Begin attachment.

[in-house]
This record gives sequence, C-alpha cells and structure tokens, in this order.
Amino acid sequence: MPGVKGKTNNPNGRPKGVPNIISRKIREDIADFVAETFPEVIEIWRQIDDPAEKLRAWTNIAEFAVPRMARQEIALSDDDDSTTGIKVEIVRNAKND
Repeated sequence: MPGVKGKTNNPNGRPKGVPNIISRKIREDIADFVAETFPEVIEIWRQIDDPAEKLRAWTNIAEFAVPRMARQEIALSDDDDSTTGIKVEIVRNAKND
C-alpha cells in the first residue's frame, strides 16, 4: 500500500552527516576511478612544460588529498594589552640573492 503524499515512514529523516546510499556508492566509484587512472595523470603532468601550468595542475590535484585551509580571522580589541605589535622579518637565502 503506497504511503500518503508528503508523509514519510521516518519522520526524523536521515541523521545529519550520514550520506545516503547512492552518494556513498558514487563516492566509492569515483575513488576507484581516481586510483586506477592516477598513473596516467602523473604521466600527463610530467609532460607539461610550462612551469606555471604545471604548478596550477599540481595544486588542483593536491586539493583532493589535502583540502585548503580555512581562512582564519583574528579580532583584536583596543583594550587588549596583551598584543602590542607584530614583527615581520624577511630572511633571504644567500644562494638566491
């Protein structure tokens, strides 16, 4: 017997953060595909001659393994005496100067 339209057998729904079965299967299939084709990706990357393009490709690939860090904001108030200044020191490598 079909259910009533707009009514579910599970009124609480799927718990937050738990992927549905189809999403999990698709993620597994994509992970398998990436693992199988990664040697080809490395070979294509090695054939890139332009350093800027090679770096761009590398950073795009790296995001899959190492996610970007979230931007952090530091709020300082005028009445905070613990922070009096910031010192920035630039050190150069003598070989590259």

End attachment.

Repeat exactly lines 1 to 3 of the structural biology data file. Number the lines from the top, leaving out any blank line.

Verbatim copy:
[in-house]
This record gives sequence, C-alpha cells and structure tokens, in this order.
Amino acid sequence: MPGVKGKTNNPNGRPKGVPNIISRKIREDIADFVAETFPEVIEIWRQIDDPAEKLRAWTNIAEFAVPRMARQEIALSDDDDSTTGIKVEIVRNAKND